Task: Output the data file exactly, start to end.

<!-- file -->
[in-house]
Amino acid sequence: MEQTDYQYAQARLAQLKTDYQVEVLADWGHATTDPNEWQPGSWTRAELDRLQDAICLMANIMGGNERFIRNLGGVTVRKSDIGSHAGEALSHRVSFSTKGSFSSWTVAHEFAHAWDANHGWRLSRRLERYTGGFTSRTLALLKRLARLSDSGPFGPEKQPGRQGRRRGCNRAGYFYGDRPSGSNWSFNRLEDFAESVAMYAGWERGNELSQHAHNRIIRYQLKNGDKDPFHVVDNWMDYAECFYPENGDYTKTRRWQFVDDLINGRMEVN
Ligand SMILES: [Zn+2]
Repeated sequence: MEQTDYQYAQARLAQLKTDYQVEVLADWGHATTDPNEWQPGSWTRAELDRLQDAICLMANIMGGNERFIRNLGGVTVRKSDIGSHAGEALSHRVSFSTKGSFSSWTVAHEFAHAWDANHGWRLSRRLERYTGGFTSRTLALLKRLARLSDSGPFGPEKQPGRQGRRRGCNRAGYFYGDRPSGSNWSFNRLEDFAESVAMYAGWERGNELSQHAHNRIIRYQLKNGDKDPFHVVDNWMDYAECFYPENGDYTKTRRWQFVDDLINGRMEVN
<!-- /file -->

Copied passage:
[in-house]
Amino acid sequence: MEQTDYQYAQARLAQLKTDYQVEVLADWGHATTDPNEWQPGSWTRAELDRLQDAICLMANIMGGNERFIRNLGGVTVRKSDIGSHAGEALSHRVSFSTKGSFSSWTVAHEFAHAWDANHGWRLSRRLERYTGGFTSRTLALLKRLARLSDSGPFGPEKQPGRQGRRRGCNRAGYFYGDRPSGSNWSFNRLEDFAESVAMYAGWERGNELSQHAHNRIIRYQLKNGDKDPFHVVDNWMDYAECFYPENGDYTKTRRWQFVDDLINGRMEVN
Ligand SMILES: [Zn+2]
Repeated sequence: MEQTDYQYAQARLAQLKTDYQVEVLADWGHATTDPNEWQPGSWTRAELDRLQDAICLMANIMGGNERFIRNLGGVTVRKSDIGSHAGEALSHRVSFSTKGSFSSWTVAHEFAHAWDANHGWRLSRRLERYTGGFTSRTLALLKRLARLSDSGPFGPEKQPGRQGRRRGCNRAGYFYGDRPSGSNWSFNRLEDFAESVAMYAGWERGNELSQHAHNRIIRYQLKNGDKDPFHVVDNWMDYAECFYPENGDYTKTRRWQFVDDLINGRMEVN